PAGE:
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Revision as of 11:44, 18 April 2018
This Policy explains how we collect, use, and share your personal information.
- We collect very little personal information about you.
- We do not rent or sell your information to third parties.
By using LinuxTV, you consent to this Policy.
We do not sell or rent your nonpublic information, nor do we give it to others to sell you anything. We use this information to make the LinuxTV.org better for you.
Because everyone (not just lawyers) should be able to easily understand how and why their information is collected and used, we use common language instead of more formal terms throughout this Policy. To help ensure your understanding of some particular key terms, here is a table of translations:
Your Public Contributions to Wiki pages
The Wiki pages were primarily created to help you share your knowledge with the world, and we share your contributions because you have asked us to do so.
When you make a contribution to any Wiki page, including on user or discussion pages, you are creating a permanent, public record of every piece of content added, removed, or altered by you. The page history will show when your contribution or deletion was made, as well as your username and/or your IP address. We may use your public contributions, either aggregated with the public contributions of others or individually, to create new features or data-related products for you or to learn more about how the Wiki is used.
Unless this Policy says otherwise, you should assume that information that you actively contribute to the Wiki pages, including personal information, is publicly visible and can be found by search engines. Like most things on the Internet, anything you share may be copied and redistributed throughout the Internet by other people. Please do not contribute any information that you are uncomfortable making permanently public, like revealing your real name or location in your contributions.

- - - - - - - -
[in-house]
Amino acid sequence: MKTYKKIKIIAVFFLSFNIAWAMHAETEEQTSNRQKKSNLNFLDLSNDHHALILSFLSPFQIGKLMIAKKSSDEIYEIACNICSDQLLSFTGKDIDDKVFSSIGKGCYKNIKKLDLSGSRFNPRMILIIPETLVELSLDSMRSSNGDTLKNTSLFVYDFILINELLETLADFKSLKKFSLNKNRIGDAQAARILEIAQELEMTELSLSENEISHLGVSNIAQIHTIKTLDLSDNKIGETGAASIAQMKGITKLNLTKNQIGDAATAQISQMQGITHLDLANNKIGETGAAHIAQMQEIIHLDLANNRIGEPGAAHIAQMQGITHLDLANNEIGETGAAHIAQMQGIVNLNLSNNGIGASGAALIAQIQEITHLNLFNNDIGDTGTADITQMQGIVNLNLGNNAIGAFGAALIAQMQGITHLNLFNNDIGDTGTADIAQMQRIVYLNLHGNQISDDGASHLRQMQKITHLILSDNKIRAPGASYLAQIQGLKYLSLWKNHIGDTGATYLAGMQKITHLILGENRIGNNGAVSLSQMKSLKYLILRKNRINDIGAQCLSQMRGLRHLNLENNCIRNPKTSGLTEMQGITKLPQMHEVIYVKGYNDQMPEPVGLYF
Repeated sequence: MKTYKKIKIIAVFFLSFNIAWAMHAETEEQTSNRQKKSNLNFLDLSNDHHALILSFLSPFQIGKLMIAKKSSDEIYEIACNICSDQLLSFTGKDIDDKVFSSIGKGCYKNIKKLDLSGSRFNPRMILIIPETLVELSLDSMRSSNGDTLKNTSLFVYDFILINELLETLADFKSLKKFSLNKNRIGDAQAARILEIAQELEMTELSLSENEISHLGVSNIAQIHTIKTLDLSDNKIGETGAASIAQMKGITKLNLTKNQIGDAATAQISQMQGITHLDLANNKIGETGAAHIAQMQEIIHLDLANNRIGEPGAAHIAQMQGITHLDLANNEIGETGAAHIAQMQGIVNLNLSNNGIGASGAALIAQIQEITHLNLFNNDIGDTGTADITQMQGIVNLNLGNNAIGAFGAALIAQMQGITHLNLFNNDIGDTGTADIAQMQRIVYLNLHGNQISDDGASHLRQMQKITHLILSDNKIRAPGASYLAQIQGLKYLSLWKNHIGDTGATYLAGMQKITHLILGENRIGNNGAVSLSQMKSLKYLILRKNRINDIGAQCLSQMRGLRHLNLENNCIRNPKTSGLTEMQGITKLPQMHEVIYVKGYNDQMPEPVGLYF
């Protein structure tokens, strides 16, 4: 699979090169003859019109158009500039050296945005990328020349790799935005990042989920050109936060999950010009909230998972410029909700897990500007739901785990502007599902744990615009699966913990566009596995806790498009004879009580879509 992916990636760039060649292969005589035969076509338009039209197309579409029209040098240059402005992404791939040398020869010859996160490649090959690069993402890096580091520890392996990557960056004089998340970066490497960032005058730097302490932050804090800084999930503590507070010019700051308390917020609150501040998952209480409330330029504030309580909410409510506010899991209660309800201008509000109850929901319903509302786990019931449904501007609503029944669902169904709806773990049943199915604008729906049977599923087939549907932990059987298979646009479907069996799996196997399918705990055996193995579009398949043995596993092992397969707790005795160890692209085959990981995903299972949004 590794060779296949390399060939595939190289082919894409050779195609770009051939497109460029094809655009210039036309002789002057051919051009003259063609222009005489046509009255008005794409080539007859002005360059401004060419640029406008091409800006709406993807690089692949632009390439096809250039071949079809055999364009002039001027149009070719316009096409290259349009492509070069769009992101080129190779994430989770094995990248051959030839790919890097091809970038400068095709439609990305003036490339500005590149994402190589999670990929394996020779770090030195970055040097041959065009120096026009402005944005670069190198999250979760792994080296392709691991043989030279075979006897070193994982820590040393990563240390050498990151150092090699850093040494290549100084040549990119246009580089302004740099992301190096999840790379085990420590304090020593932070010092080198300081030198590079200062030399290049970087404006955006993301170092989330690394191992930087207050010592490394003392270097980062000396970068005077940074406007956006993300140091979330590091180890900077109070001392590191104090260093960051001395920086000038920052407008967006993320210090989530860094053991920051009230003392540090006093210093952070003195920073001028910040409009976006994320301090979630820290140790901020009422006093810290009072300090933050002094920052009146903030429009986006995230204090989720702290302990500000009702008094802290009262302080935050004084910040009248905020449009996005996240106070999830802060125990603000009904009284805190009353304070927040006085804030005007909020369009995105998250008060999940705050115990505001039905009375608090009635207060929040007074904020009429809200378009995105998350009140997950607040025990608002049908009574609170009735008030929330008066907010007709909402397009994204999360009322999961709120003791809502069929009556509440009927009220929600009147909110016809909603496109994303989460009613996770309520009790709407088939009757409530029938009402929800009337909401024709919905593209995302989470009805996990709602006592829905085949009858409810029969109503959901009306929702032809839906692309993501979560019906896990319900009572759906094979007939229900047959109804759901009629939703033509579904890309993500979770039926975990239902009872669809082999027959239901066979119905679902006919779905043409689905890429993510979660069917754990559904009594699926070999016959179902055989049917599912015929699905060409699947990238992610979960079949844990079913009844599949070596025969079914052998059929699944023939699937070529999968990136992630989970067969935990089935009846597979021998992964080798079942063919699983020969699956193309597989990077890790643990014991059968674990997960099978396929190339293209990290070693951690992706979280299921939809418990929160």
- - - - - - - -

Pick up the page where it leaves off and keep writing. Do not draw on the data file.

You should be aware that specific data made public by you or aggregated data that is made public by us can be used by anyone for analysis and to infer information about users, such as which country a user is from, political affiliation, and gender.
Account Information & Registration
You do not need to create an account to use any Wiki pages.
If you want to contribute to the Wiki pages, you need to create an account. For that, we require only a username, a password and an e-mail. Your username will be publicly visible, so please be careful about using your real name as your username. Your password is only used to verify that the account is yours. Your IP address is also automatically submitted to us, and we record it temporarily to help prevent abuse. No other personal information is required: no name, no date of birth, no credit card information. The e-mail is used only for the purposes of contacting you with regards to your Wiki account.
Once created, user accounts cannot be removed entirely (although you can usually hide the information on your user page if you choose to). This is because your public contributions must be associated with their author (you!). So make sure you pick a name that you will be comfortable with for years to come.
Information Related to Your Use of the LinuxTV.org
We may use common technologies to collect information about how you use LinuxTV.org website.
We use this information to enhance your user experience and to develop new features.
We want to make the Wikimedia Sites better for you by learning more about how you use them. Examples of this might include how often you visit the LinuxTV.org, what you like, what you find helpful, how you get to the LinuxTV.org, and whether you would use a helpful feature more if we explained it differently. We also want this Policy and our practices to reflect our community's values. For this reason, we keep information related to your use of the Wikimedia Sites confidential, except as provided in this Policy.
Information We Receive Automatically